Hey, guys, what would happen if we got Takashi Miike—Japan’s all-purpose director of respectable genre masterworks like 13 Assassins and bizarre cult fare like Ichi the Killer—to do a kids’ movie? Well, we already found that out last year with his painstakingly faithful and frequently perverse Yatterman. What if, though, Miike directed something even younger-skewing than Yatterman? That’d be Ninja Kids!!!, an adaptation of the long, long-running (going on twenty years!) Nintama Rantarou, which premiered very recently at New York Asian Film Fest.
The premise is “boarding school for ninja.” Though the original manga/anime predates Harry Potter by a wide margin, it’s hard not to think about it when you see the bespectacled protagonist, whose function in the film is mostly to stare soulfully at the camera through those huge glasses with his mouth open just so. Of course, this is a comedy, so the kids are screw-up ninjas who get in trouble all the time. That’s about it for the premise, and indeed, the plot.
But Miike knows that nobody’s in the theater for silly stuff like a plot. This is about as lowbrow as it gets: watching the movie is like sticking your head in a book of four-panel gag manga for 90 minutes. Here’s how the flow of the film goes. A character is introduced, and the tremendous effort spent to make the actors look like the often grotesquely ugly manga characters (one character’s running gag is that his head is so heavy and strangely shaped that it throws him off balance) impresses the audience into laughter. Then there’s a joke; maybe somebody gets hit in the face or falls off a roof. And we repeat from there, except somewhere halfway through there’s a five-minute musical exposition scene.
Before the film, the fest organizers claimed that everything crazy inside of Miike’s madman brain that he’s had to suppress for straight movies like Assassins was unleashed upon the screen here, and though the film keeps its antics strictly PG, that assessment is likely accurate.
As expected, Miike revels in the childishness of the material—there is an elaborate, running gag about how grandmaster ninjas avoid stepping in dog poop. Ninja Kids!!! is indulgent, it’s stupid, and it’s much funnier than one would expect from this kind of fluffball. A favorite joke was the “explanation ninja”, who appears by tearing apart the green-screen that the actors are standing in to freeze the scene and explain ninja weapons and such.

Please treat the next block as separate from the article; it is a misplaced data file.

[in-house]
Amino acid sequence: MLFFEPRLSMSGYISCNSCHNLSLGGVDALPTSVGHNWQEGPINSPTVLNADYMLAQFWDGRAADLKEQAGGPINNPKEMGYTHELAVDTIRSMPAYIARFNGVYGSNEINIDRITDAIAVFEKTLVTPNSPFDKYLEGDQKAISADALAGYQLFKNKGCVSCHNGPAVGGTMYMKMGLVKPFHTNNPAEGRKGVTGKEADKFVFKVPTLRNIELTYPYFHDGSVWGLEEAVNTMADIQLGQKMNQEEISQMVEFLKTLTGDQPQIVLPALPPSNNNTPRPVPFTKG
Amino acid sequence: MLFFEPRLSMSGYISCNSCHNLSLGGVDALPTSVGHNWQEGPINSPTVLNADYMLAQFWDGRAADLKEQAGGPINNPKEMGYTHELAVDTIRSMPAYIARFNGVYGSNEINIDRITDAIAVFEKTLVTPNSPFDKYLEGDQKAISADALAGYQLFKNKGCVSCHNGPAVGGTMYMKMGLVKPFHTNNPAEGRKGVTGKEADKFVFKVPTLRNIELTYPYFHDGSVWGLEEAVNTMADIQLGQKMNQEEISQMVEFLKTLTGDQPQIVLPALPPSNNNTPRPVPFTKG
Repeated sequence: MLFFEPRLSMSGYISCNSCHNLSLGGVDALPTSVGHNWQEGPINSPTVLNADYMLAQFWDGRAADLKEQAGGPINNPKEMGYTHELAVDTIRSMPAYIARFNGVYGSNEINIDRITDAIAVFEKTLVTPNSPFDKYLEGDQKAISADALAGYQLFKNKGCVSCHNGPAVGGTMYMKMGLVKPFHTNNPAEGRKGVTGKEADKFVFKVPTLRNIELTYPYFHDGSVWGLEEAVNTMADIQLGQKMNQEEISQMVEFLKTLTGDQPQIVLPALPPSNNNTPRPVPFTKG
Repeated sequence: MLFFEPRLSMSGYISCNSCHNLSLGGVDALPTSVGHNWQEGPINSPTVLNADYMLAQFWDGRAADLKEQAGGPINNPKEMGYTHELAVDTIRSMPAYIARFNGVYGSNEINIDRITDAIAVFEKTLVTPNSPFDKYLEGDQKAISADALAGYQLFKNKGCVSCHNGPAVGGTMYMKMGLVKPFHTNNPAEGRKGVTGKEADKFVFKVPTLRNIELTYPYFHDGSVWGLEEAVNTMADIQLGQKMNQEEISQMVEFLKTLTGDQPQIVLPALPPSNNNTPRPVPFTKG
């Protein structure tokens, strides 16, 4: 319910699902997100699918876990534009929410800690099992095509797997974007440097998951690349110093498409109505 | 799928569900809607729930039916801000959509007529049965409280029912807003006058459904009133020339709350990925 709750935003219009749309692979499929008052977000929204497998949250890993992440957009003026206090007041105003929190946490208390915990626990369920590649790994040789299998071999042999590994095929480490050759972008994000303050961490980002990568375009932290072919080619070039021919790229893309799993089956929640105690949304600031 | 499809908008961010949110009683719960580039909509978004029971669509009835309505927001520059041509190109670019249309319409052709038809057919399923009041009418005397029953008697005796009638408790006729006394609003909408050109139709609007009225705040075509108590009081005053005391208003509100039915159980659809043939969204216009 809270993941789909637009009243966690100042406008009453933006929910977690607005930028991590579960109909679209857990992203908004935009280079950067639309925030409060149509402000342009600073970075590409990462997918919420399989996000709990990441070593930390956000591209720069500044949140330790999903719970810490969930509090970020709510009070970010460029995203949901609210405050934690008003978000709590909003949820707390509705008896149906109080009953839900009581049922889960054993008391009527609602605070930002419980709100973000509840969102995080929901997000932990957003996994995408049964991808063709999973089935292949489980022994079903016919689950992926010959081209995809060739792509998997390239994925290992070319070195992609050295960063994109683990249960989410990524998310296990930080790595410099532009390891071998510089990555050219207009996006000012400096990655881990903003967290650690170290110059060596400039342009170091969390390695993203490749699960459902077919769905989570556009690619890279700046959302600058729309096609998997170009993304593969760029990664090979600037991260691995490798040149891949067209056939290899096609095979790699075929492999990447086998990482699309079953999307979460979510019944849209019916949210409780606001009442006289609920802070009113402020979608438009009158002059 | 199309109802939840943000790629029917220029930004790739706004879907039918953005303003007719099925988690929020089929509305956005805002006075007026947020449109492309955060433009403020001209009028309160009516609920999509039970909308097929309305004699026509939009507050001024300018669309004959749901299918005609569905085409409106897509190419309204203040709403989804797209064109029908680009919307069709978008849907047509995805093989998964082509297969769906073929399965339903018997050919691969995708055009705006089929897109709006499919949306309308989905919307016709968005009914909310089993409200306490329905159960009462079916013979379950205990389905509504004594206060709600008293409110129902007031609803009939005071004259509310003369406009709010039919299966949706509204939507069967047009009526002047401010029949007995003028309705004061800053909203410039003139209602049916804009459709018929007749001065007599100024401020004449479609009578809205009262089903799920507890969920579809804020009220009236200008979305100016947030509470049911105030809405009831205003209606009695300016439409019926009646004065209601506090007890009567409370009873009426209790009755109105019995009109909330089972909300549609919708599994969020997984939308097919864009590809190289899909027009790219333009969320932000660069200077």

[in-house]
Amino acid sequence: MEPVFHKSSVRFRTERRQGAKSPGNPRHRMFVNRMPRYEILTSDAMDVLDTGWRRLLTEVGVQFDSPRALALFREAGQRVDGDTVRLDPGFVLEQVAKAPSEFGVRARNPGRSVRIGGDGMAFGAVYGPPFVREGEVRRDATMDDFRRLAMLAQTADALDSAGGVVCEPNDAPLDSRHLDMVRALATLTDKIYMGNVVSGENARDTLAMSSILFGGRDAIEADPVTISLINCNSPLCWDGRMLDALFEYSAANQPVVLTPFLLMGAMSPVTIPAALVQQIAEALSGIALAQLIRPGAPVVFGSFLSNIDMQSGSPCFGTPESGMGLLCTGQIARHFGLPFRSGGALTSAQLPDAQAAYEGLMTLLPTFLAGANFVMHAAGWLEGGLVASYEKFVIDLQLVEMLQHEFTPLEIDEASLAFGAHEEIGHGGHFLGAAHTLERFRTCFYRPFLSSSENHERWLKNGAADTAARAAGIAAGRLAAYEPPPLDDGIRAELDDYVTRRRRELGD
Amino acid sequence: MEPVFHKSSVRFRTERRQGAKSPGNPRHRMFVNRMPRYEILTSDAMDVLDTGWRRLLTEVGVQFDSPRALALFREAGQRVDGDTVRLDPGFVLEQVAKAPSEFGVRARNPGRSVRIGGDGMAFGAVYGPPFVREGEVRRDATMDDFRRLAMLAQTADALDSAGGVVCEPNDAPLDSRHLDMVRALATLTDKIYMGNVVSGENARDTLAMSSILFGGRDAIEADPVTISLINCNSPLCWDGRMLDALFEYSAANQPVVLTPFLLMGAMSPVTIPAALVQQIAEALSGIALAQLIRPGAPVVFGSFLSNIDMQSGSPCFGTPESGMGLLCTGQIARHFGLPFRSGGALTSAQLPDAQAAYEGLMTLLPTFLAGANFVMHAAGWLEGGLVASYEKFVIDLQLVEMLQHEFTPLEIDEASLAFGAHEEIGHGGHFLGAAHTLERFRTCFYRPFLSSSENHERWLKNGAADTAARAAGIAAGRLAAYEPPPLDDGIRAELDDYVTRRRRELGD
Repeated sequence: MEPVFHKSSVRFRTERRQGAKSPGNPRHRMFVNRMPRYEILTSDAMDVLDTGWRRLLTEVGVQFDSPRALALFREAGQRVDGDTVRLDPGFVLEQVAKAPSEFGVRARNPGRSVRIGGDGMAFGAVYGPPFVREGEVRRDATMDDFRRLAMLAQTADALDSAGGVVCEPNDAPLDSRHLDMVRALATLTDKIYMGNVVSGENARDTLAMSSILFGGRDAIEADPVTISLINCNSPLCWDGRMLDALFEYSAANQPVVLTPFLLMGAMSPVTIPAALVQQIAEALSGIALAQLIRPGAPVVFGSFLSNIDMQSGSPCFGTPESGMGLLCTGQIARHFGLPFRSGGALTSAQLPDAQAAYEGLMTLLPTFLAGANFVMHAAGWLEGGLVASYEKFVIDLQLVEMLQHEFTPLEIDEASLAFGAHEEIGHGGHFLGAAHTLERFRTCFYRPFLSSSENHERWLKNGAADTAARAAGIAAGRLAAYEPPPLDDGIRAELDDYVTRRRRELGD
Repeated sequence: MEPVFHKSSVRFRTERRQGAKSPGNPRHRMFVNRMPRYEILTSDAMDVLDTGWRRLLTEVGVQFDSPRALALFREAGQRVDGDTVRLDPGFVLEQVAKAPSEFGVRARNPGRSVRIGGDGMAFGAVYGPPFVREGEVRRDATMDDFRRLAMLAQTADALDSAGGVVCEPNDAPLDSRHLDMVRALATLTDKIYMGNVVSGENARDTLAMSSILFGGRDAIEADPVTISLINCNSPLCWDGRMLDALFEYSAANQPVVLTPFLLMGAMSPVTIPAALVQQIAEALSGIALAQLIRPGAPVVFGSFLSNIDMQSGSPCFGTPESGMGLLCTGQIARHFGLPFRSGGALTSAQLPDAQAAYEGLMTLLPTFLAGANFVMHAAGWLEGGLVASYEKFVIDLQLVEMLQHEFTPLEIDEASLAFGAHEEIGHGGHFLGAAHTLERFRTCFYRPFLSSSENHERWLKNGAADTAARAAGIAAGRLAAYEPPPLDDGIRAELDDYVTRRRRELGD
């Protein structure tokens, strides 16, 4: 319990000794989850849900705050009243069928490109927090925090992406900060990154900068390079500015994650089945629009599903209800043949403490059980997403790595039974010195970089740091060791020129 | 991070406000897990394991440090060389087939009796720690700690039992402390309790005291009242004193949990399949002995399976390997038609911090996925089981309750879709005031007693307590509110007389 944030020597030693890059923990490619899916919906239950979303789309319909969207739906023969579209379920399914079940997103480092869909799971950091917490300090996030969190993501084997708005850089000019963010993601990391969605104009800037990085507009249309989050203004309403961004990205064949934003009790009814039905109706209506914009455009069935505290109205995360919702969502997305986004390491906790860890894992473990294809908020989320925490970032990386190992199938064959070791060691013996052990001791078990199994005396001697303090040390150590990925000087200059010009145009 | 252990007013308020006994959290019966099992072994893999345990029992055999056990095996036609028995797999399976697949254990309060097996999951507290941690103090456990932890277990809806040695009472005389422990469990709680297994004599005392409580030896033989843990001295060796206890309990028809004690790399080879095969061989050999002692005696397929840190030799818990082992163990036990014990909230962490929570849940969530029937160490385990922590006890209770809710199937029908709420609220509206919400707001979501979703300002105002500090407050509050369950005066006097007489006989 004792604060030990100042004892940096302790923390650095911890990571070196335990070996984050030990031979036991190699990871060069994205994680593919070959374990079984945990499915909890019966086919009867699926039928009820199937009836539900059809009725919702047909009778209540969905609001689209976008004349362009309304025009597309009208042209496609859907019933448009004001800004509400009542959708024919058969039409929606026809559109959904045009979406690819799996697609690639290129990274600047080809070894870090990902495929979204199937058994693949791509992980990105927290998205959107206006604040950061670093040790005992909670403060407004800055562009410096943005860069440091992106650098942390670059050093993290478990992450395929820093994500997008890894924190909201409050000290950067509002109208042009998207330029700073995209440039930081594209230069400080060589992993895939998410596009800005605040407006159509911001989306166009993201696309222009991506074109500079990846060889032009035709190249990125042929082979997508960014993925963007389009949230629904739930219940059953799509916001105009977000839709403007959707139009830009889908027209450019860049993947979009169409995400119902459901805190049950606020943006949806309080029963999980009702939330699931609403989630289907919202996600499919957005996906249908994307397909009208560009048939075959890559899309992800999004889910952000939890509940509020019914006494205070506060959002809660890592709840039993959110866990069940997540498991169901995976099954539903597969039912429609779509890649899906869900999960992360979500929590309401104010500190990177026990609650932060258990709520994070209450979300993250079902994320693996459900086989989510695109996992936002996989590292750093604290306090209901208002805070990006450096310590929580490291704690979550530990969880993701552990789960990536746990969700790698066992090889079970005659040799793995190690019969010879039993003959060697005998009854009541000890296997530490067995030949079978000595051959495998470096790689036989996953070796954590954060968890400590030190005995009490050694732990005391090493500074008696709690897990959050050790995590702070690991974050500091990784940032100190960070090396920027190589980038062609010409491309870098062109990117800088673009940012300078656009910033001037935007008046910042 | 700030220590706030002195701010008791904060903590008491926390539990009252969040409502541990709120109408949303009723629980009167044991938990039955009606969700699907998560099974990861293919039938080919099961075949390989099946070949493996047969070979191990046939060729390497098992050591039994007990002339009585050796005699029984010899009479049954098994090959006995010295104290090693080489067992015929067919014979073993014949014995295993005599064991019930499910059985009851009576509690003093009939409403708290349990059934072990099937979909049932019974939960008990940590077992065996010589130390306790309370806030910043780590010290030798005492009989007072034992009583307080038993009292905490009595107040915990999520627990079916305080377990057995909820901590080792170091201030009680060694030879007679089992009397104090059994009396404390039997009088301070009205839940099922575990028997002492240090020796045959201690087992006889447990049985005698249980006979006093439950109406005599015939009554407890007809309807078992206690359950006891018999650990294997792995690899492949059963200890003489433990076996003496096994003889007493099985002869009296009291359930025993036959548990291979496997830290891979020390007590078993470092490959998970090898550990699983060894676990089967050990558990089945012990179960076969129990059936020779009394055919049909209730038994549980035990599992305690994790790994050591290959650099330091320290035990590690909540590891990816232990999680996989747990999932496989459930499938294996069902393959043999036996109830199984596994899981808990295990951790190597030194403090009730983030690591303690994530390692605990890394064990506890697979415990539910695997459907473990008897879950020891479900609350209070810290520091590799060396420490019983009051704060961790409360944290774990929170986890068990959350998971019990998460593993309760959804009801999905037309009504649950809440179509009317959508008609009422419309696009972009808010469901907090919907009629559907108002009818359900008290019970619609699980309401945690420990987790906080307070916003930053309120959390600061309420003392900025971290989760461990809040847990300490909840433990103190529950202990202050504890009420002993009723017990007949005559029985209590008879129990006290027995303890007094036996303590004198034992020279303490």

Around the middle, evil ninjas, even more bumbling than the good ninjas, appear and a ninja blood debt is settled with a foot race to the top of a mountain (but of course!). Don’t worry about it, though! Everything, even that brief moment of conflict, is just setup for more dumb jokes. And then it’s over, with the boy-band theme song Nintama Rantarou has used for twenty years playing over footage of actors on the set, completely pulling back the curtain on the heavy green-screening, the economy-budget sets, and the small mountain of makeup.
Naturally, the fest audience skewed a lot younger than it usually does, with many families of young kids. As an anomaly—the 20-something anime nerd with no kids—I’ll let the audience reaction sum up the film. The loudest and longest laughs came out of 20-something guys (my demographic). The toddlers seated at either side of me both repeatedly begged their parents to leave, starting at about halfway in (especially at that musical number). An older child in front of me, around 8, was hysterical at every sight gag. Let that be your age guide. If you don’t object to your kid seeing dog poop, they’ll have fun with this.